I went to an art school over here and at that school there was this program called ‘Integrated Media’ where different artists from different disciplines would collaborate together. These would be dancers, theatre people, conceptual art people (I call it conceptual art because that’s what art school really is). We’d all do art criticism and everything like that. I think that that was eye-opening to me in some ways because I met people who loved film and photography. A lot of these then I discovered later on made music or have in the past.

When I first started to come back to Los Angeles from college I met a whole bunch of musicians who would make their own album covers and all their own t-shirts. I actually spent a lot time in college making pictures and outlines of things, so I would be drawing all the time. That was fun

I wouldn’t consider myself a visual artist but medieval manuscripts inspired me. That was my last project. It was very strange actually, but I was really into it!

I think it is an inevitable thing that creative people [are like that]. I grew up drawing before I played the piano. I think that creative people are intended to be this way. They always oscillate between different things. For me, for sure I no longer am not interested in updating my visual art skills. That’s definite for right now. I don’t take myself seriously as a visual artist or anything.

But I do see myself as a writer and that my music is very much like poetry set to music, going back to that once again. The reason I say that is because people ask me what kind of music I make a lot of the time, and I don’t really have an answer. I think the reason for that is that I tend to come up with a poetic concept and then apply it to music. Then the music always changes according to the concept or what the scenario or atmosphere is.

I don’t really think “OK I’m going to make a dance song now”. I kind if think of musical ideas actually, but kind of not a lot of times. For that reason I tend to err on the side of wondering if people consider me being a poet and accepting me as such. I think that makes more sense, but it also sounds a little pretentious.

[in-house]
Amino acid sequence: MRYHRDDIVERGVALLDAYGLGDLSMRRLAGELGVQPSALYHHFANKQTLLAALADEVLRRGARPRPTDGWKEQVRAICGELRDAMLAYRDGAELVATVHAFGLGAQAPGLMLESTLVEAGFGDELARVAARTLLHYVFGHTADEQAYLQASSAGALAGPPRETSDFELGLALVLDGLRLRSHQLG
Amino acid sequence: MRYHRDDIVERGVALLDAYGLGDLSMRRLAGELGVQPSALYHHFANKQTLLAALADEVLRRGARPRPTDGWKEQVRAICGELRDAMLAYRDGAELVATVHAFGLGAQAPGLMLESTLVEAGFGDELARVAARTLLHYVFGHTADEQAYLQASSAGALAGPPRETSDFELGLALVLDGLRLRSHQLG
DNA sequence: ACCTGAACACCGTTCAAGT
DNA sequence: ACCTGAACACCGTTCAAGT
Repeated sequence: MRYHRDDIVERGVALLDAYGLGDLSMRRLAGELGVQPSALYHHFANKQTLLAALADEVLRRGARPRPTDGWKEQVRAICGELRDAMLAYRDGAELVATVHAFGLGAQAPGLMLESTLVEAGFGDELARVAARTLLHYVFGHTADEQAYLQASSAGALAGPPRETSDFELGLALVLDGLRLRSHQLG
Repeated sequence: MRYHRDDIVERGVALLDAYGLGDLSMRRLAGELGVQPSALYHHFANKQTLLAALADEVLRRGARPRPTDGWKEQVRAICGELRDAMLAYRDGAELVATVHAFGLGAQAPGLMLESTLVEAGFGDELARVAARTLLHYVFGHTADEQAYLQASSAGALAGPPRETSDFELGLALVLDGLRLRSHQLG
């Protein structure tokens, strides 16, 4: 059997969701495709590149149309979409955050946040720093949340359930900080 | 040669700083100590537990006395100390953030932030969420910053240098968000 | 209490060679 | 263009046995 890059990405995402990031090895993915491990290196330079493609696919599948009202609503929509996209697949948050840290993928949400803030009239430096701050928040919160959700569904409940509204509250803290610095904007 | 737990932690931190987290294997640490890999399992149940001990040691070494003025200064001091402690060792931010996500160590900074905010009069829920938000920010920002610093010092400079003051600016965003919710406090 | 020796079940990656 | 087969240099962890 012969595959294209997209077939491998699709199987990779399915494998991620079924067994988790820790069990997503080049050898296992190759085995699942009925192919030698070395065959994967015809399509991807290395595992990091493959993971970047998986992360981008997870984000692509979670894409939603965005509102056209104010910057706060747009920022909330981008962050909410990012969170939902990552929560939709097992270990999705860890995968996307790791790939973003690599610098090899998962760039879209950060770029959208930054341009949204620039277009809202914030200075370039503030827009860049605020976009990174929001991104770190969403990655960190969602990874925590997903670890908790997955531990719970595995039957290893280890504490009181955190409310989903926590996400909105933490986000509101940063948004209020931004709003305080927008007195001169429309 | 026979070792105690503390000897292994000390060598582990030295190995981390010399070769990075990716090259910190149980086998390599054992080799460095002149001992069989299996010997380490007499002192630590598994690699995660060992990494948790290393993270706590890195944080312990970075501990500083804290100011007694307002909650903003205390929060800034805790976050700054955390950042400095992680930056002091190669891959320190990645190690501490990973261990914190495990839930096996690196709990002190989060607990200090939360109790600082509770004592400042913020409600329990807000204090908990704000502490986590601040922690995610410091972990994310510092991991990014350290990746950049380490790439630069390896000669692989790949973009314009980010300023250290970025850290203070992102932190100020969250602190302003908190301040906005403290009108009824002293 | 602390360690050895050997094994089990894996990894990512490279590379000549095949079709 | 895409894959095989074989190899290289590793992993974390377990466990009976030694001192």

So I try to explain that when I say it [when people ask me what music I do]. So it’s not like I try to make myself seem ‘deeper’. The word poet is also a big word these days, especially since people don’t read poetry anymore. It seems a little pretentious, I know, but I hope people think about what I’m trying to say and get what I’m getting at too.

Speaking of doing other things, I read that you started doing a radio show. Can you tell me a little bit about that?

My friend Jelena has done a lot of videos for me and she has this show on this radio station called KCHUNG that is in Chinatown in Los Angeles. It’s a very limited broadcast. It’s just a bunch of artists who have an internet connection really. I don’t think it hits a lot of places except the nearby neighbourhood. You can listen online though.

It’s just a bunch of artists that have radio shows. I don’t think they’d call themselves artists actually, but the programming is a wide variety of things. My friend had one where she would read and explain what was happening in old Russian films. She would kind of narrate the story in the studio while she was watching it live.

I decided that it would be fun to do something, and she was being a bit tired of what she was doing, so we did this idea which we called Good Morning Los Angeles. That title is a joke because the show would air at night! It was a collection of field recordings and stories I would put together in a mix. All the stories and recordings would involve Los Angeles tangentially or places within the city. We would put it all together as an audio collage mix.

We just did it once and I thought it was really fun, so I hope to do it again!

I wanted to ask about your album Lost City Song. There is one particular song called ‘In The Green Wild’ where the vocal style has your lyrics in the verses has a type of spoken feel to them, while the rest of the song has this wistful feature. That’s how it feels to me anyway. I’m curious about how you have changed your vocal style. Do you explore your vocal style?

Every song changes the style. It’s all about blending with the sound and concepts and the characters that you’re making in each song. I think of every song as being different, with different characters. Of course my voice is not… I can do different voices but I can never be a professional classically trained singer. I’ve never had vocal training. There’s not a lot I can do, but I do what I can with what I have with different songs.

I try to also have fun with that as well. It’s actually more interesting to me than writing the words. The most exciting thing is actually delivering those words. If I can’t deliver it well then I’ll scratch the words, unless I want someone else to sing it, which I’m actually into the idea of as well. I’m actually into writing for other people too and want to do that soon.

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Julia Holter is performing on the 10th February at The Perth International Arts Festival, 12th February at The Standard in Sydney and on the 14th at The Northote Social Club in Melbourne. She will be supported by Ducktails.